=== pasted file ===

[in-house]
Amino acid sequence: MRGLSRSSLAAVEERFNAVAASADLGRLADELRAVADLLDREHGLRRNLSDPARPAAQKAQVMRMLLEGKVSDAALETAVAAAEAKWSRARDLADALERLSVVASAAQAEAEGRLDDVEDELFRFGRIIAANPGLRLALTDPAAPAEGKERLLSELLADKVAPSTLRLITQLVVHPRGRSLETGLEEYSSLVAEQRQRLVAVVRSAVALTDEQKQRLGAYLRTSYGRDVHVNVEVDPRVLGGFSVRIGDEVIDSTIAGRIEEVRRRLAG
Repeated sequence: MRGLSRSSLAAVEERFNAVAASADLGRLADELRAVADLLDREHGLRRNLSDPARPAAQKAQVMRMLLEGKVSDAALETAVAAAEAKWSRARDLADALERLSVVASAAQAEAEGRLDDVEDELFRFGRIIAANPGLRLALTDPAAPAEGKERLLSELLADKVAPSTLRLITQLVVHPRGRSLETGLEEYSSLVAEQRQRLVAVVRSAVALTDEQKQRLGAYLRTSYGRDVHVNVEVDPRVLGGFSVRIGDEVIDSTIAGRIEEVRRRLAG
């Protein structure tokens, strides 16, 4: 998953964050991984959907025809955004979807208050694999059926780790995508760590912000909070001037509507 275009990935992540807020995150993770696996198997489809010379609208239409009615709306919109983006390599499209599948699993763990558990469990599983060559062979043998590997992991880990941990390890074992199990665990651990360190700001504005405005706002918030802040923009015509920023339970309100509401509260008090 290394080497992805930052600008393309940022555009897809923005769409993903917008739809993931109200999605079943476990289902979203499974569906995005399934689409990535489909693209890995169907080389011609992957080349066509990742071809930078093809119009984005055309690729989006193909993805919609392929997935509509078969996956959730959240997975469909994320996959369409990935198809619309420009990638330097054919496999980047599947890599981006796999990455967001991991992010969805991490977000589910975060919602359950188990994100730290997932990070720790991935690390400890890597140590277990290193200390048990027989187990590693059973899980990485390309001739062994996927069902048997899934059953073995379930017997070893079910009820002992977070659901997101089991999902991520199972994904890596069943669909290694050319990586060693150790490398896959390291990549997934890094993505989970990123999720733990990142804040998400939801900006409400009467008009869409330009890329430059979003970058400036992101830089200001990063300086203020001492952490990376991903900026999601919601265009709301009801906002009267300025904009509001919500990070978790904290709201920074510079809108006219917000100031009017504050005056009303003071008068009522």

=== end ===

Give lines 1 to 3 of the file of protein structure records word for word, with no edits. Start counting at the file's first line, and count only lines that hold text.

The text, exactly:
[in-house]
Amino acid sequence: MRGLSRSSLAAVEERFNAVAASADLGRLADELRAVADLLDREHGLRRNLSDPARPAAQKAQVMRMLLEGKVSDAALETAVAAAEAKWSRARDLADALERLSVVASAAQAEAEGRLDDVEDELFRFGRIIAANPGLRLALTDPAAPAEGKERLLSELLADKVAPSTLRLITQLVVHPRGRSLETGLEEYSSLVAEQRQRLVAVVRSAVALTDEQKQRLGAYLRTSYGRDVHVNVEVDPRVLGGFSVRIGDEVIDSTIAGRIEEVRRRLAG
Repeated sequence: MRGLSRSSLAAVEERFNAVAASADLGRLADELRAVADLLDREHGLRRNLSDPARPAAQKAQVMRMLLEGKVSDAALETAVAAAEAKWSRARDLADALERLSVVASAAQAEAEGRLDDVEDELFRFGRIIAANPGLRLALTDPAAPAEGKERLLSELLADKVAPSTLRLITQLVVHPRGRSLETGLEEYSSLVAEQRQRLVAVVRSAVALTDEQKQRLGAYLRTSYGRDVHVNVEVDPRVLGGFSVRIGDEVIDSTIAGRIEEVRRRLAG